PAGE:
Async messaging doesn't require a message bus. Async messaging is a pattern, a style, a design concept. It can be implemented with an ESB (a technology) but equally it can be done with TCP, UDP, HTTP, SPDY and many other technologies.
Thus SOA does not require ESB. Further SOA typically requires some number of communicating processes to be spread across a network. Once you do that, you must start applying some distributed systems theory.
In that body of theory is a recommendation to avoid concepts and technologies that embody the concept of a single principal. For example a bus that performs all communication across all services routing all traffic. There is also a recommendation to avoid concepts and technologies that promise to never fail. For example a bus that always deliver messages and is always available regardless of problems in its deployment environment.
So, should one use an ESB to underpin an SOA? Probably not. Certainly, given what it provides, it is not essential. Nor does the presence of an ESB in some environment imply one is doing SOA.
Re: Seems like good old SOA to me
...So, should one use an ESB to underpin an SOA? Probably not. Certainly, given what it provides, it is not essential. Nor does the presence of an ESB in some environment imply one is doing SOA.
Sorry for not being clear. I did not mean to imply that SOA or async communication cannot be done without ESBs (its just another useful piece of infrastructure along with registry; process, event-correlation and pub-sub engines; messaging appliances for security, transformation and routing; etc.). And yes all of these capabilities/protocols can be implemented by applications themselves, without the need for middleware.
My real point was that the rise of 'REST' has resulted in a de-emphasis of async communication but real-world needs have driven it squarely back into the picture. The popularity of AMQP (RabbitMQ) and now MQTT are a testament. And so SOA is still relevant - the right framework for building distributed applications.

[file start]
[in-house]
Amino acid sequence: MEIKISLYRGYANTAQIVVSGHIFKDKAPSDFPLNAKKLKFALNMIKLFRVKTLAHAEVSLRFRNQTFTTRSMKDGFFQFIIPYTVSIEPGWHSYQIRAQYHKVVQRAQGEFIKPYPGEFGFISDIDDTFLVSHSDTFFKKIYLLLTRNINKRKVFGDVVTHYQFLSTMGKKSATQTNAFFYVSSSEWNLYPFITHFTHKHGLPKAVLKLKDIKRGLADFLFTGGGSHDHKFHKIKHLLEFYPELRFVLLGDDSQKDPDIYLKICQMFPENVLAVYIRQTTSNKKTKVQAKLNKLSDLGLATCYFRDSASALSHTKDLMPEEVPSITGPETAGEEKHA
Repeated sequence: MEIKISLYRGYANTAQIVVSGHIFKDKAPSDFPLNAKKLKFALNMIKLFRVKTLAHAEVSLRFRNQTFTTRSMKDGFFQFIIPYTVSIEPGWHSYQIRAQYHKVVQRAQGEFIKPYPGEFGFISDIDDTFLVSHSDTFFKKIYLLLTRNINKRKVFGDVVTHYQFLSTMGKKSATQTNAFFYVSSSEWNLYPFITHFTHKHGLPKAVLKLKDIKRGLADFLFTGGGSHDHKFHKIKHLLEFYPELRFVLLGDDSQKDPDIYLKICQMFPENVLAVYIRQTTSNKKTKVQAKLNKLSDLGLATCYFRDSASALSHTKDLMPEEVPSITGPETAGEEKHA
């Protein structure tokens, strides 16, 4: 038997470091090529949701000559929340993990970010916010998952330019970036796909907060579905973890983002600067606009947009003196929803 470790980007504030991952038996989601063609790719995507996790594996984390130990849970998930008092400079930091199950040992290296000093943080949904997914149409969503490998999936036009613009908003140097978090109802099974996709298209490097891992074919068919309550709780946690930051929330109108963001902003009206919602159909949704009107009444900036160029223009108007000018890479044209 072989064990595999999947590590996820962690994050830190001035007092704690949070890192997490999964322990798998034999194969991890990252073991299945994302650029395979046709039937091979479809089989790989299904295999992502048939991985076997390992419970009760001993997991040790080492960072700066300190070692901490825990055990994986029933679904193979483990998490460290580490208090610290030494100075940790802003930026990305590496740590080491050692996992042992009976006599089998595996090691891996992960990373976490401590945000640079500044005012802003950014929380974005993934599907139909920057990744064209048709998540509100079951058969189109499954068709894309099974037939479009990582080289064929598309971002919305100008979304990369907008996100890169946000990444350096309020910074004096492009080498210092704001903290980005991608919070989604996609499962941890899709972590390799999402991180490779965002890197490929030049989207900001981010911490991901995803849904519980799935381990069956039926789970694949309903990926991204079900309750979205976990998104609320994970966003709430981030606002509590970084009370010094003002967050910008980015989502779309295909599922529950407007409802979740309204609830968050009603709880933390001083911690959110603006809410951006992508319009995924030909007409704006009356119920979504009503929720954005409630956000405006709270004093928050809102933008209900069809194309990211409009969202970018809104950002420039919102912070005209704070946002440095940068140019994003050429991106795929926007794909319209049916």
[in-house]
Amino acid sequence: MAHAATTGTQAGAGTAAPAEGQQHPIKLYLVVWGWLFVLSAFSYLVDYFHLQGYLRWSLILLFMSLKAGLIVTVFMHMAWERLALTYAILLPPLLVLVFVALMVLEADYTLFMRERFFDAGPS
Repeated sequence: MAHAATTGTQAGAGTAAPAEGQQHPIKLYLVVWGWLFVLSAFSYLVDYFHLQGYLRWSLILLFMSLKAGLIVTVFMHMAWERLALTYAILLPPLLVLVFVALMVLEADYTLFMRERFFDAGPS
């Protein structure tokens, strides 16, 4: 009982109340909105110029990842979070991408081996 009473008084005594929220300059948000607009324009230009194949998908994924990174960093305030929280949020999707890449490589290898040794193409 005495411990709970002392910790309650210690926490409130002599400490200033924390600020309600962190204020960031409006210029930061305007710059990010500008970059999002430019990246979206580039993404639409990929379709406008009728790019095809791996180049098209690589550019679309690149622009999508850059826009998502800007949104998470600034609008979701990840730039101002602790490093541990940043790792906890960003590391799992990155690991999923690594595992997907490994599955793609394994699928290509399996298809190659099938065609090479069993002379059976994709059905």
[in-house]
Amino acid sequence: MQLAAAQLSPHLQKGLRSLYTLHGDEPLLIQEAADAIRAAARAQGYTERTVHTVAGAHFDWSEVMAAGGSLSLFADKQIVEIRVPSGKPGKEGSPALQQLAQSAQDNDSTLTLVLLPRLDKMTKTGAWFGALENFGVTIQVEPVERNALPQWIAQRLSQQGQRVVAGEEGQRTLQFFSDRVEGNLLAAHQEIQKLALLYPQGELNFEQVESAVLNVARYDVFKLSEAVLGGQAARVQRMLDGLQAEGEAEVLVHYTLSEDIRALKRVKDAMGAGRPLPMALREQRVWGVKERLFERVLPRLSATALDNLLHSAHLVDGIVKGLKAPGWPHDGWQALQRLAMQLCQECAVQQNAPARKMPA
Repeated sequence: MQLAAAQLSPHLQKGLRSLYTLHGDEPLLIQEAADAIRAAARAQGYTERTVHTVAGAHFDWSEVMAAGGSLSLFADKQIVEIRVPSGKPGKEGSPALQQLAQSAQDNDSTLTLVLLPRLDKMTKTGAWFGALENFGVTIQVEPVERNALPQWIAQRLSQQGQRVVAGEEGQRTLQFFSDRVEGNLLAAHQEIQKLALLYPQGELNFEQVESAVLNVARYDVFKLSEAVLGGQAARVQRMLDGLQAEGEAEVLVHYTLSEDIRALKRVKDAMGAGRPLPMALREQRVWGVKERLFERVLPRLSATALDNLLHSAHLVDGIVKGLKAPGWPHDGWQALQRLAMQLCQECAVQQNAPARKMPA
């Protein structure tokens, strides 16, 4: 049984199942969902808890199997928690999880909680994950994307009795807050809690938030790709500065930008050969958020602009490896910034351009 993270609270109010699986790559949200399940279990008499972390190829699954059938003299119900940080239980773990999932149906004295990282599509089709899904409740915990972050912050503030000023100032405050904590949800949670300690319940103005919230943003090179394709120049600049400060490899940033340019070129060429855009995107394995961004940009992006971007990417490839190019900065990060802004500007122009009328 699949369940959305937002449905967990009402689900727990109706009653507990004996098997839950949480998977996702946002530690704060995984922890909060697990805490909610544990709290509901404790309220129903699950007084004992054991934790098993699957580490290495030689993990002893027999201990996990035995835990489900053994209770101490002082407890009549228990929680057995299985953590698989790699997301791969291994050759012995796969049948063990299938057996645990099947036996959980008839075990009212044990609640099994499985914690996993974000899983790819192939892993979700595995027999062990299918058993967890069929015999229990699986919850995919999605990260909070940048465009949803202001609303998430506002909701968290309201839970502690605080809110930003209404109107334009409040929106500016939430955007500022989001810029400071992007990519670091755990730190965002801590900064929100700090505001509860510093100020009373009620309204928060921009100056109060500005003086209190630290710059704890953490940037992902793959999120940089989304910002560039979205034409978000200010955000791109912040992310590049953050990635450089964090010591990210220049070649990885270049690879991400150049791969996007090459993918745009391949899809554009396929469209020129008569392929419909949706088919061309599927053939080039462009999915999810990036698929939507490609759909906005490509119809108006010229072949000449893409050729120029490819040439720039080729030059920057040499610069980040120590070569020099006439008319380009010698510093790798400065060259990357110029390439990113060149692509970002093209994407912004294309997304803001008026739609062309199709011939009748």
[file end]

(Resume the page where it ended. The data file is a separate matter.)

Physical vs Logical, horizontal vs vertical
Most of the articles I read about microservices, contain ideas I learnt from Udi Dahan's SOA 2.0 model. Especially when it comes to thinking of services as logical components, covering the whole vertical model from DB to UI, which in term enables teams to take full responsibility over the functionality provided by these - preferably small - services.
For me, this is the big change: don't think of a service as a component between DB and UI. Those 2 are part of the service as well. You whole system gets split up vertically into services, which do not share data and each have their own specific responsibilities.
Unfortunate naming collission with OSGi
Re: Physical vs Logical, horizontal vs vertical
It's a bit like XP in the sense that it's a lot of good ideas from a lot of people that work in a pragmatic way in the real world and combined with programmable infrastructure and automation to get something that is (in my opinion) greater than the sum of the parts. It's fundamentally a community-driven set of better practice approaches to building software that at the moment has the term "microservices".
Re: Physical vs Logical, horizontal vs vertical
The OASIS SOA Reference Models covers all of the abstractions we need.
Would the proponents of Microservices come up with a different reference model? I don't think so.
If it looks like a duck and swims like a duck, then it is a duck
John Krewson, Steve Ropa and Matt Badgley Nov 24, 2014